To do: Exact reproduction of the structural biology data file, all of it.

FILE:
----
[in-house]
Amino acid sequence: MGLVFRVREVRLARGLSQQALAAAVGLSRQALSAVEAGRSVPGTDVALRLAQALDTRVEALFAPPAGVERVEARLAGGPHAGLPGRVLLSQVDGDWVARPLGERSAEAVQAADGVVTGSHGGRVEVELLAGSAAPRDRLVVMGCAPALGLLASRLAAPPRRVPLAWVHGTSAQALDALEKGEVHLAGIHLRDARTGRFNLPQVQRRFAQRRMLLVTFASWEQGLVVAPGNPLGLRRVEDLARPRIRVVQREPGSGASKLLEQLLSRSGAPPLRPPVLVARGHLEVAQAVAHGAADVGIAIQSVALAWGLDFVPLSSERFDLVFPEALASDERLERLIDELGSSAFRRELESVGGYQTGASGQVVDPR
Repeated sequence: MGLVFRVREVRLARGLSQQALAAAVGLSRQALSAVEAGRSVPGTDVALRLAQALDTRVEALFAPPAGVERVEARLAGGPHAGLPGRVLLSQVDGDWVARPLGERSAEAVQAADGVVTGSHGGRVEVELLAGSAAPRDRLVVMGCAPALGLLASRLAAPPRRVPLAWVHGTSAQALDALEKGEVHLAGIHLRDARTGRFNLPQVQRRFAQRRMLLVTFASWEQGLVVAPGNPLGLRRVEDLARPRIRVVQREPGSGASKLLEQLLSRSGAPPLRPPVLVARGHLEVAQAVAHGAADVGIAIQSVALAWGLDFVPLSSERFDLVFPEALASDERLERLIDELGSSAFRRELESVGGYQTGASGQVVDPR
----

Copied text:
[in-house]
Amino acid sequence: MGLVFRVREVRLARGLSQQALAAAVGLSRQALSAVEAGRSVPGTDVALRLAQALDTRVEALFAPPAGVERVEARLAGGPHAGLPGRVLLSQVDGDWVARPLGERSAEAVQAADGVVTGSHGGRVEVELLAGSAAPRDRLVVMGCAPALGLLASRLAAPPRRVPLAWVHGTSAQALDALEKGEVHLAGIHLRDARTGRFNLPQVQRRFAQRRMLLVTFASWEQGLVVAPGNPLGLRRVEDLARPRIRVVQREPGSGASKLLEQLLSRSGAPPLRPPVLVARGHLEVAQAVAHGAADVGIAIQSVALAWGLDFVPLSSERFDLVFPEALASDERLERLIDELGSSAFRRELESVGGYQTGASGQVVDPR
Repeated sequence: MGLVFRVREVRLARGLSQQALAAAVGLSRQALSAVEAGRSVPGTDVALRLAQALDTRVEALFAPPAGVERVEARLAGGPHAGLPGRVLLSQVDGDWVARPLGERSAEAVQAADGVVTGSHGGRVEVELLAGSAAPRDRLVVMGCAPALGLLASRLAAPPRRVPLAWVHGTSAQALDALEKGEVHLAGIHLRDARTGRFNLPQVQRRFAQRRMLLVTFASWEQGLVVAPGNPLGLRRVEDLARPRIRVVQREPGSGASKLLEQLLSRSGAPPLRPPVLVARGHLEVAQAVAHGAADVGIAIQSVALAWGLDFVPLSSERFDLVFPEALASDERLERLIDELGSSAFRRELESVGGYQTGASGQVVDPR